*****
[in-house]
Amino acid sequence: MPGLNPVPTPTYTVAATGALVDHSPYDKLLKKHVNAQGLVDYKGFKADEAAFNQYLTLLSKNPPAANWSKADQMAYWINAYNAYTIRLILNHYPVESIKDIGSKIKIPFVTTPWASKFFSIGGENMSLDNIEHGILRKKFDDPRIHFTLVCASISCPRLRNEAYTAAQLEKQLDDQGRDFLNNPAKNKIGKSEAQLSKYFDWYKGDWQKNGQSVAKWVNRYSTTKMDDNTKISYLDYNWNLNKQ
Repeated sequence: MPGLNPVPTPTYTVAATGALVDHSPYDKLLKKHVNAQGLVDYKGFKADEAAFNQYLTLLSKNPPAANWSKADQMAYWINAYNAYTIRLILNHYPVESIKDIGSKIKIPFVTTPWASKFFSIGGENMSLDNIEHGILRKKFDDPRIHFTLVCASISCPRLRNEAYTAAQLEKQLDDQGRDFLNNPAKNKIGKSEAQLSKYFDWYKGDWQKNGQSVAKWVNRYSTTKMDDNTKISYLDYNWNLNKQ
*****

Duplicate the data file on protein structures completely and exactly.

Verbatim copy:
[in-house]
Amino acid sequence: MPGLNPVPTPTYTVAATGALVDHSPYDKLLKKHVNAQGLVDYKGFKADEAAFNQYLTLLSKNPPAANWSKADQMAYWINAYNAYTIRLILNHYPVESIKDIGSKIKIPFVTTPWASKFFSIGGENMSLDNIEHGILRKKFDDPRIHFTLVCASISCPRLRNEAYTAAQLEKQLDDQGRDFLNNPAKNKIGKSEAQLSKYFDWYKGDWQKNGQSVAKWVNRYSTTKMDDNTKISYLDYNWNLNKQ
Repeated sequence: MPGLNPVPTPTYTVAATGALVDHSPYDKLLKKHVNAQGLVDYKGFKADEAAFNQYLTLLSKNPPAANWSKADQMAYWINAYNAYTIRLILNHYPVESIKDIGSKIKIPFVTTPWASKFFSIGGENMSLDNIEHGILRKKFDDPRIHFTLVCASISCPRLRNEAYTAAQLEKQLDDQGRDFLNNPAKNKIGKSEAQLSKYFDWYKGDWQKNGQSVAKWVNRYSTTKMDDNTKISYLDYNWNLNKQ